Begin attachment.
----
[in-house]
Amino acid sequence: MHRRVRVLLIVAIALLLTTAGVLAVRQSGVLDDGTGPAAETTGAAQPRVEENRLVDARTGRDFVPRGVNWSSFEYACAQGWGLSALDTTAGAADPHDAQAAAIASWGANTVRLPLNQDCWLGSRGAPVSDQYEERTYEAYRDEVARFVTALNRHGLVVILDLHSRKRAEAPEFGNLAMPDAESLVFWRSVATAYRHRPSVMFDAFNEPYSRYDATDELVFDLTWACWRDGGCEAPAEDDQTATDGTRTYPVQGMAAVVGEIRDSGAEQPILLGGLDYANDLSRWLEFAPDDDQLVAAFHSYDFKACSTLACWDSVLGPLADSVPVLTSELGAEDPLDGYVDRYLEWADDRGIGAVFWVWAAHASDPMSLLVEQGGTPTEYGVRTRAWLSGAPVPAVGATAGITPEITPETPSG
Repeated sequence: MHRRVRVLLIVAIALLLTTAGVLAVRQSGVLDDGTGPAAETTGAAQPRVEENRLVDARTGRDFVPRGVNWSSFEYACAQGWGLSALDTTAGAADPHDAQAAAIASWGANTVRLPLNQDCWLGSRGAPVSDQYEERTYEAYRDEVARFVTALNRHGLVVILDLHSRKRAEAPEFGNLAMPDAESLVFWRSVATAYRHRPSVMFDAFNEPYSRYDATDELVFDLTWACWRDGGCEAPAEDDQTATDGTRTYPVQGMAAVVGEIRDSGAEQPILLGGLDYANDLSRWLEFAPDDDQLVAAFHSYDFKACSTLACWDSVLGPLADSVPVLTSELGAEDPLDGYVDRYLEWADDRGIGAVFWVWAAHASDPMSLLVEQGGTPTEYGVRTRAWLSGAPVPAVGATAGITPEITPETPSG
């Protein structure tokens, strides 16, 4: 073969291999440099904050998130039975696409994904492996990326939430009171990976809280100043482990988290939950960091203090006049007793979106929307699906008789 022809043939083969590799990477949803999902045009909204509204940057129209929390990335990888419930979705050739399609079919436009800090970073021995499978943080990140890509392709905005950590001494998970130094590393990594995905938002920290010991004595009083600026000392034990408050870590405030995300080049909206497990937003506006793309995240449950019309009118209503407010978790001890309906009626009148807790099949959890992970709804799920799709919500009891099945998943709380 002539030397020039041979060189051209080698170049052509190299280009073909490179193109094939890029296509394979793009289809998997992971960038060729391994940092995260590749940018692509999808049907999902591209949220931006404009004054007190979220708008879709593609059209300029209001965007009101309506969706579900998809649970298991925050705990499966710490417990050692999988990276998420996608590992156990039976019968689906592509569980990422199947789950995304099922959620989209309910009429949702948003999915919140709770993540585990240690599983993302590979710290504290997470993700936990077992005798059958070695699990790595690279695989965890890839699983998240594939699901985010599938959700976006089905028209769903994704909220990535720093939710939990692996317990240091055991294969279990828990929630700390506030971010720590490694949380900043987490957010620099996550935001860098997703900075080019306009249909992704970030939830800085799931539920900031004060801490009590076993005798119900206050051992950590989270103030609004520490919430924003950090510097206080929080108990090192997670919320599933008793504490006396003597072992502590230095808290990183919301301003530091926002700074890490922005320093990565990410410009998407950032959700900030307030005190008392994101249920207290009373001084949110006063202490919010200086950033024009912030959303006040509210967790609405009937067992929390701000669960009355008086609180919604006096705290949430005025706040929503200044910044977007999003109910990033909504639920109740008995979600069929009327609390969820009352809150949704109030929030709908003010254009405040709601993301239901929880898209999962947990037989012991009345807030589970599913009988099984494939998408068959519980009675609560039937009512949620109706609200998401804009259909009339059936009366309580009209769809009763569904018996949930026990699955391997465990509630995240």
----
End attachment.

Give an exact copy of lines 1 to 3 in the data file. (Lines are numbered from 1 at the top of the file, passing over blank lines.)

[in-house]
Amino acid sequence: MHRRVRVLLIVAIALLLTTAGVLAVRQSGVLDDGTGPAAETTGAAQPRVEENRLVDARTGRDFVPRGVNWSSFEYACAQGWGLSALDTTAGAADPHDAQAAAIASWGANTVRLPLNQDCWLGSRGAPVSDQYEERTYEAYRDEVARFVTALNRHGLVVILDLHSRKRAEAPEFGNLAMPDAESLVFWRSVATAYRHRPSVMFDAFNEPYSRYDATDELVFDLTWACWRDGGCEAPAEDDQTATDGTRTYPVQGMAAVVGEIRDSGAEQPILLGGLDYANDLSRWLEFAPDDDQLVAAFHSYDFKACSTLACWDSVLGPLADSVPVLTSELGAEDPLDGYVDRYLEWADDRGIGAVFWVWAAHASDPMSLLVEQGGTPTEYGVRTRAWLSGAPVPAVGATAGITPEITPETPSG
Repeated sequence: MHRRVRVLLIVAIALLLTTAGVLAVRQSGVLDDGTGPAAETTGAAQPRVEENRLVDARTGRDFVPRGVNWSSFEYACAQGWGLSALDTTAGAADPHDAQAAAIASWGANTVRLPLNQDCWLGSRGAPVSDQYEERTYEAYRDEVARFVTALNRHGLVVILDLHSRKRAEAPEFGNLAMPDAESLVFWRSVATAYRHRPSVMFDAFNEPYSRYDATDELVFDLTWACWRDGGCEAPAEDDQTATDGTRTYPVQGMAAVVGEIRDSGAEQPILLGGLDYANDLSRWLEFAPDDDQLVAAFHSYDFKACSTLACWDSVLGPLADSVPVLTSELGAEDPLDGYVDRYLEWADDRGIGAVFWVWAAHASDPMSLLVEQGGTPTEYGVRTRAWLSGAPVPAVGATAGITPEITPETPSG